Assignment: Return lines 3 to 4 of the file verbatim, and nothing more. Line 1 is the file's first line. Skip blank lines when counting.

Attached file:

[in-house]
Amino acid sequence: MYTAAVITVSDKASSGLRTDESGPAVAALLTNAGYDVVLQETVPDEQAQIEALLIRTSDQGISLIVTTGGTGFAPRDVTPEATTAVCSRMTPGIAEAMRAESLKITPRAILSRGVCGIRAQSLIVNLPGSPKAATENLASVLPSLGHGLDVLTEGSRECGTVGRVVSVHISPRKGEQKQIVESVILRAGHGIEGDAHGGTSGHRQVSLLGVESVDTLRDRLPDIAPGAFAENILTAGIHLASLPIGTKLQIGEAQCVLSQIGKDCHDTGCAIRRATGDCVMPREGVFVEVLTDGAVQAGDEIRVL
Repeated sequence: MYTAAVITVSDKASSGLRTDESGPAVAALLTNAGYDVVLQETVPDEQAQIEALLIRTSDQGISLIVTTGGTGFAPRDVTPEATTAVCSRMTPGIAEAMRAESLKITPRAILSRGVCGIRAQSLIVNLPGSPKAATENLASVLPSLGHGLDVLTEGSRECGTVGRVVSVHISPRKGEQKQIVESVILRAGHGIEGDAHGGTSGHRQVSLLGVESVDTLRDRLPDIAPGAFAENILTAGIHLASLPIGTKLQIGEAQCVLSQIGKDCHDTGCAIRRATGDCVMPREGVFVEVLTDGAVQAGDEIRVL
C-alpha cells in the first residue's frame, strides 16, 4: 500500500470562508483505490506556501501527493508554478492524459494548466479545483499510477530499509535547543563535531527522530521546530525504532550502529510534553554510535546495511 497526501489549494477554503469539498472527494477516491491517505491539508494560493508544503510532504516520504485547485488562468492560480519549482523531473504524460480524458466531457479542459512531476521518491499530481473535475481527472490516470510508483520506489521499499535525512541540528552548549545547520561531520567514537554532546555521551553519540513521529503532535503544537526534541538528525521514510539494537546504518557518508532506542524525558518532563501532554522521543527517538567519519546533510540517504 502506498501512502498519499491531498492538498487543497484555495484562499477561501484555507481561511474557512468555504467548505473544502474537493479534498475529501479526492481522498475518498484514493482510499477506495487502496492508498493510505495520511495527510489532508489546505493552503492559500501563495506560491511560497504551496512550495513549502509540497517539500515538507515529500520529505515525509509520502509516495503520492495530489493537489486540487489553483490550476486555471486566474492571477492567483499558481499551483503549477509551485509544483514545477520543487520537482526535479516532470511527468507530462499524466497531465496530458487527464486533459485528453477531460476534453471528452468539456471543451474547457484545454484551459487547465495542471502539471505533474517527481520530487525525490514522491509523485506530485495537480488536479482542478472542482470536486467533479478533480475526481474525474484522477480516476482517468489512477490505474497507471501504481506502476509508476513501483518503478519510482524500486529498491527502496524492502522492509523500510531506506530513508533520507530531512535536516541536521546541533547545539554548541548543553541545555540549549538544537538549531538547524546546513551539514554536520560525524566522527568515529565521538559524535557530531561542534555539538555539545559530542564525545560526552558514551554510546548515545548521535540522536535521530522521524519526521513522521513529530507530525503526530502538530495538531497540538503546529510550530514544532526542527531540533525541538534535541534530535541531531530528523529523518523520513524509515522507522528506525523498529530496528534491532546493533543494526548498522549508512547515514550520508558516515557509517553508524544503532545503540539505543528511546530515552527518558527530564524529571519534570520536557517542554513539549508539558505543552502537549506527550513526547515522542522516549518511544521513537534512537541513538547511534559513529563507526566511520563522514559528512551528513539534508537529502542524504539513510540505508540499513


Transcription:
Repeated sequence: MYTAAVITVSDKASSGLRTDESGPAVAALLTNAGYDVVLQETVPDEQAQIEALLIRTSDQGISLIVTTGGTGFAPRDVTPEATTAVCSRMTPGIAEAMRAESLKITPRAILSRGVCGIRAQSLIVNLPGSPKAATENLASVLPSLGHGLDVLTEGSRECGTVGRVVSVHISPRKGEQKQIVESVILRAGHGIEGDAHGGTSGHRQVSLLGVESVDTLRDRLPDIAPGAFAENILTAGIHLASLPIGTKLQIGEAQCVLSQIGKDCHDTGCAIRRATGDCVMPREGVFVEVLTDGAVQAGDEIRVL
C-alpha cells in the first residue's frame, strides 16, 4: 500500500470562508483505490506556501501527493508554478492524459494548466479545483499510477530499509535547543563535531527522530521546530525504532550502529510534553554510535546495511 497526501489549494477554503469539498472527494477516491491517505491539508494560493508544503510532504516520504485547485488562468492560480519549482523531473504524460480524458466531457479542459512531476521518491499530481473535475481527472490516470510508483520506489521499499535525512541540528552548549545547520561531520567514537554532546555521551553519540513521529503532535503544537526534541538528525521514510539494537546504518557518508532506542524525558518532563501532554522521543527517538567519519546533510540517504 502506498501512502498519499491531498492538498487543497484555495484562499477561501484555507481561511474557512468555504467548505473544502474537493479534498475529501479526492481522498475518498484514493482510499477506495487502496492508498493510505495520511495527510489532508489546505493552503492559500501563495506560491511560497504551496512550495513549502509540497517539500515538507515529500520529505515525509509520502509516495503520492495530489493537489486540487489553483490550476486555471486566474492571477492567483499558481499551483503549477509551485509544483514545477520543487520537482526535479516532470511527468507530462499524466497531465496530458487527464486533459485528453477531460476534453471528452468539456471543451474547457484545454484551459487547465495542471502539471505533474517527481520530487525525490514522491509523485506530485495537480488536479482542478472542482470536486467533479478533480475526481474525474484522477480516476482517468489512477490505474497507471501504481506502476509508476513501483518503478519510482524500486529498491527502496524492502522492509523500510531506506530513508533520507530531512535536516541536521546541533547545539554548541548543553541545555540549549538544537538549531538547524546546513551539514554536520560525524566522527568515529565521538559524535557530531561542534555539538555539545559530542564525545560526552558514551554510546548515545548521535540522536535521530522521524519526521513522521513529530507530525503526530502538530495538531497540538503546529510550530514544532526542527531540533525541538534535541534530535541531531530528523529523518523520513524509515522507522528506525523498529530496528534491532546493533543494526548498522549508512547515514550520508558516515557509517553508524544503532545503540539505543528511546530515552527518558527530564524529571519534570520536557517542554513539549508539558505543552502537549506527550513526547515522542522516549518511544521513537534512537541513538547511534559513529563507526566511520563522514559528512551528513539534508537529502542524504539513510540505508540499513